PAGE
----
Untranslatables month: the summary

Still buried deep beneath teaching. For your amusement, here are the 'untranslatables of the day' posted on Twitter last month, as promised in my last post. Where there's only a link, it's an expression that I've already written about in some detail. Please click through to see (or take part in) further discussion of those expressions.
  1. BrE punter

  2. AmE pork : "Government funds, appointments, or benefits dispensed or legislated by politicians to gain favor with their constituents" (American Heritage Dictionary, 4th edn)
  3. BrE kettling :  Police practice of surrounding protesters and holding them in a restricted area. Starting to be borrowed into AmE.
  4. AmE trailer trash : Because the social significance of trailers in US is very different from that of static caravans in UK.  (Mentioned in this old post.)
  5. AmE snit : American Heritage 4 says: "state of agitation or irritation', but that's way too imprecise. It's a tiny fit of temper.  (Discussed a bit back here.)
  6. BrE secondment : temporary transfer to work in another part of a company/organi{z/s}ation, e.g. for a special project.  Pronounced with the stress on the second syllable.
  7.  BrE to skive off, skiving.
  8. AmE to jones, jonesing : To suffer withdrawal symptoms and crave. Originally used in relation to heroin. Increasingly heard in BrE. The verb 'to Jones' is from AmE drug slang noun Jones, a drug habit. Then later, a craving: I have a Jones for Reese's peanut butter cups. > I'm jonesing for some Reese's peanut butter cups.
  9. BrE git : Collins English Dictionary says "contemptible person, often a fool". Closest equivalent probably bastard. Git is originally related to bastardy: it comes from beget.
  10. AmE rain check : A promise for something postponed (the check = BrE cheque). For example, I'll have to take a rain check on lunch = 'Although you invited me to lunch, I can't make it today, but I'll take you up on your offer at another time'. Rain check was claimed by Matthew Engel to 'abound' in BrE in his complaints about Americanisms, but it's also the case that it's widely misunderstood in the UK.
  11. BrE jobsworth : "a person who uses their job description in a deliberately uncooperative way, or who seemingly delights in acting in an obstructive or unhelpful manner" (Wikipedia)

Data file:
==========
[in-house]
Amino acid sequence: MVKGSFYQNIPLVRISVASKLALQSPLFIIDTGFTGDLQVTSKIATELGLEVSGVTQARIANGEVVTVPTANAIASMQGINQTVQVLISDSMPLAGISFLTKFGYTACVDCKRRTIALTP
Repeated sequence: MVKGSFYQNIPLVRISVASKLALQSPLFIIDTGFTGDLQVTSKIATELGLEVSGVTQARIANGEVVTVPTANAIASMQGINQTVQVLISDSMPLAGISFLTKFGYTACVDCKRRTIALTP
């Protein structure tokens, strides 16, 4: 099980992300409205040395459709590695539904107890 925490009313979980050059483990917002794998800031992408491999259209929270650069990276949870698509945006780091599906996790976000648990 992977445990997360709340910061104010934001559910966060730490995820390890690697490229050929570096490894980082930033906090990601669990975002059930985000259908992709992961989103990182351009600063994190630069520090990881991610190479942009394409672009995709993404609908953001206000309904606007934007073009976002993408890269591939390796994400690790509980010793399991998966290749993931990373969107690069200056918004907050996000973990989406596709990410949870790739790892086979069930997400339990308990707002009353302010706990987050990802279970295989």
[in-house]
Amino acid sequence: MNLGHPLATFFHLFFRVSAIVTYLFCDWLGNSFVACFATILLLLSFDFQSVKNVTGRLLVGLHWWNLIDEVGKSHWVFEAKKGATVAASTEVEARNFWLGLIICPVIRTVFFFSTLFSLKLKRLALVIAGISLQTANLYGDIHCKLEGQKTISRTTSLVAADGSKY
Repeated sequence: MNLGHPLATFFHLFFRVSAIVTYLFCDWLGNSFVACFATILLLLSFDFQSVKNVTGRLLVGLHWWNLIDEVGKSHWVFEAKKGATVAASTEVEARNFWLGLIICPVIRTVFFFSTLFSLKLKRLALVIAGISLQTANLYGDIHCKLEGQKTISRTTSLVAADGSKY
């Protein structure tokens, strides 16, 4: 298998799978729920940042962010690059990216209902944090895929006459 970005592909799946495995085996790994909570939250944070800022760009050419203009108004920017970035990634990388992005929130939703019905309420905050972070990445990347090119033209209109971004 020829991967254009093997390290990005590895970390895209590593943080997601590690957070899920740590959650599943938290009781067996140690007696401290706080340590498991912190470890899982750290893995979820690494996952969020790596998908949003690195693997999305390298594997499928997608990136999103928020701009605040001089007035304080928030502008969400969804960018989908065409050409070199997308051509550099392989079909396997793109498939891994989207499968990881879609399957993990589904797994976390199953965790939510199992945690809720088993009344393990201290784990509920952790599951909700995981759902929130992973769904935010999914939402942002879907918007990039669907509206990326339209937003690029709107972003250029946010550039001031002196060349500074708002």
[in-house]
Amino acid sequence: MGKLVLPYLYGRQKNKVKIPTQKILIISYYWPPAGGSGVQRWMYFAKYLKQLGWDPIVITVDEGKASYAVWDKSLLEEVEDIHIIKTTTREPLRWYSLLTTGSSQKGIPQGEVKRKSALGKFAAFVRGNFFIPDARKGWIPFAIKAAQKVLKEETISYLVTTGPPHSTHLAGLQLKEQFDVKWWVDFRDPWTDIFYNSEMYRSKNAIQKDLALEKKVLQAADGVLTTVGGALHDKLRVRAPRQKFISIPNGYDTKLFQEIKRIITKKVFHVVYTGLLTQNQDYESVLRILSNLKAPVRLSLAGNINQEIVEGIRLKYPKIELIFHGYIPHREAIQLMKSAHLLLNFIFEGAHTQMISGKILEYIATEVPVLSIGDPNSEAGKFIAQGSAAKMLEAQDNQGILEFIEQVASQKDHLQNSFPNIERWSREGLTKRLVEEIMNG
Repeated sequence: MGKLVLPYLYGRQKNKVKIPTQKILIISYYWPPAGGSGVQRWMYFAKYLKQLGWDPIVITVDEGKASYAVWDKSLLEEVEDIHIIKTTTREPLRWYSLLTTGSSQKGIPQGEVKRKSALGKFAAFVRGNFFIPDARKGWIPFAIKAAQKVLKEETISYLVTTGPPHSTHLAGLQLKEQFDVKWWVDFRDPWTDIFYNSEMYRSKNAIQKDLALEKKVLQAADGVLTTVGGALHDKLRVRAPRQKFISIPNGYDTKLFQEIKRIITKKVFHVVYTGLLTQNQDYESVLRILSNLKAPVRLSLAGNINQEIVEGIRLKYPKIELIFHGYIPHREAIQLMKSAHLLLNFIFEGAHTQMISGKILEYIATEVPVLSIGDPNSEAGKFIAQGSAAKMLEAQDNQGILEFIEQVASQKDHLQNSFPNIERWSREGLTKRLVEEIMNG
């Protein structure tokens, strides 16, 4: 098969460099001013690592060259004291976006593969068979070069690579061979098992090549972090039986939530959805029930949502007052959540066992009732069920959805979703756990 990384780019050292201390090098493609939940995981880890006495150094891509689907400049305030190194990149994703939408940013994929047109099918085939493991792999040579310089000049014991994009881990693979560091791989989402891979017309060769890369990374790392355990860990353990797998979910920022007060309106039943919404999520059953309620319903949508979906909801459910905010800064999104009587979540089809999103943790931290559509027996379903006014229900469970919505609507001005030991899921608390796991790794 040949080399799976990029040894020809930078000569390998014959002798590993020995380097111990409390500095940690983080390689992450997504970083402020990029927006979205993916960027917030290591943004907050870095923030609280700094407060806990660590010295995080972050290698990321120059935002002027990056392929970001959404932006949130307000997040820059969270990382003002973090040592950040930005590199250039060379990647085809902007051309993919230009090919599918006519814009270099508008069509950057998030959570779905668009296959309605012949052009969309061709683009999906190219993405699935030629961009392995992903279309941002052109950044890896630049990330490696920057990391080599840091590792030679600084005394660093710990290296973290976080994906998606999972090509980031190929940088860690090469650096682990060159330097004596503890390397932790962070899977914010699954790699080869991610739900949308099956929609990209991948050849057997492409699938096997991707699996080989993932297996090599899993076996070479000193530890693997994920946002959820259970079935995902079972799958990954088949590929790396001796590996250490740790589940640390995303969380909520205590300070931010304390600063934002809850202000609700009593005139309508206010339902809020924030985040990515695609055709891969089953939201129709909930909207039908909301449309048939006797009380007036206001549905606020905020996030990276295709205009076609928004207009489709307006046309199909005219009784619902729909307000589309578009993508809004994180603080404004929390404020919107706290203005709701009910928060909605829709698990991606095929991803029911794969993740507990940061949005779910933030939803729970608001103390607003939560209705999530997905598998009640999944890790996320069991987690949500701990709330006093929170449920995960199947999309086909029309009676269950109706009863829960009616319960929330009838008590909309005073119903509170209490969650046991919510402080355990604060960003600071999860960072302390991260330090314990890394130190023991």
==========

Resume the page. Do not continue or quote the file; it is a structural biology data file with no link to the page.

12. AmE potluck : a shared meal (bring a dish to pass), but culturally a different kind of ritual in US and UK.  I discussed it back here.
  13. BrE Oi! : Kind of like hey, you! but with a sense that the addressee is doing something that impinges upon you.  Not to be confused w/ Yiddish oy (vey), heard in AmE.
  14. BrE naff : Means approximately 'uncool' but with particular overtones of 'dorky', 'cheesy' and probably others. Contrary to widespread folk etymology, there's no evidence that naff comes from Not Available For F--ing. Origin is unknown.
  15. AmE nickel-and-dimed : 'Put under strain by lots of little expenses'.  E.g. I thought the house was a bargain, but all the little repairs are nickel-and-diming me to death.
  16. BrE  jammy.
  17. AmE hazing : OED has "A species of brutal horseplay practised on freshmen at some American Colleges".
  18. BrE to come over all queer : to suddenly feel "off"--physically or emotionally. Queer meaning 'feeling odd' (ill or upset) is much more common in BrE than in AmE.  Also: come over all funny, come over all peculiar.
  19. AmE to nix (something) : Generally, to do something decisively negative to something. Specifically: cancel/refute/forbid/refuse/deny (OED).  It's not unheard of in UK, but it's a borrowed AmEism. This is true of many of the AmE 'untranslatables'. They fill a gap.
  20. BrE oo er missus : Humorously marks (maybe unintended) sexual innuendo. See here for some history.
  21. AmE (from) soup to nuts : absolutely inclusive; from absolute start to absolute end or including every related thing.
  22. BrE taking the piss / taking the mickey : Explained at Wikipedia.
  23. AmE inside baseball : requiring rarefied insider knowledge. William Safire discussed it here.
  24. BrE moreish 
  25. BrE ropey or ropy : Of a thing, inferior, unreliable. Of a person, feeling vaguely unwell.
  26. AmE mugwump : Covered recently on World Wide Words.
  27. BrE lurgi or lurgy
  28. AmE 101 (one-oh-one) : the basics of subject. E.g. saying 'please' is Etiquette 101. From the traditional US university course numbering system. The Virtual Linguist wrote about this one.
  29. BrE faff.  See Oxford Dictionaries on this one.
  30. AmE squeaker : Competition or election won by tiny margin.
  31. BrE gutted.

Goodbye Untranslatables month!
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AmE = American English
BrE = British English
OED = Oxford English Dictionary (online)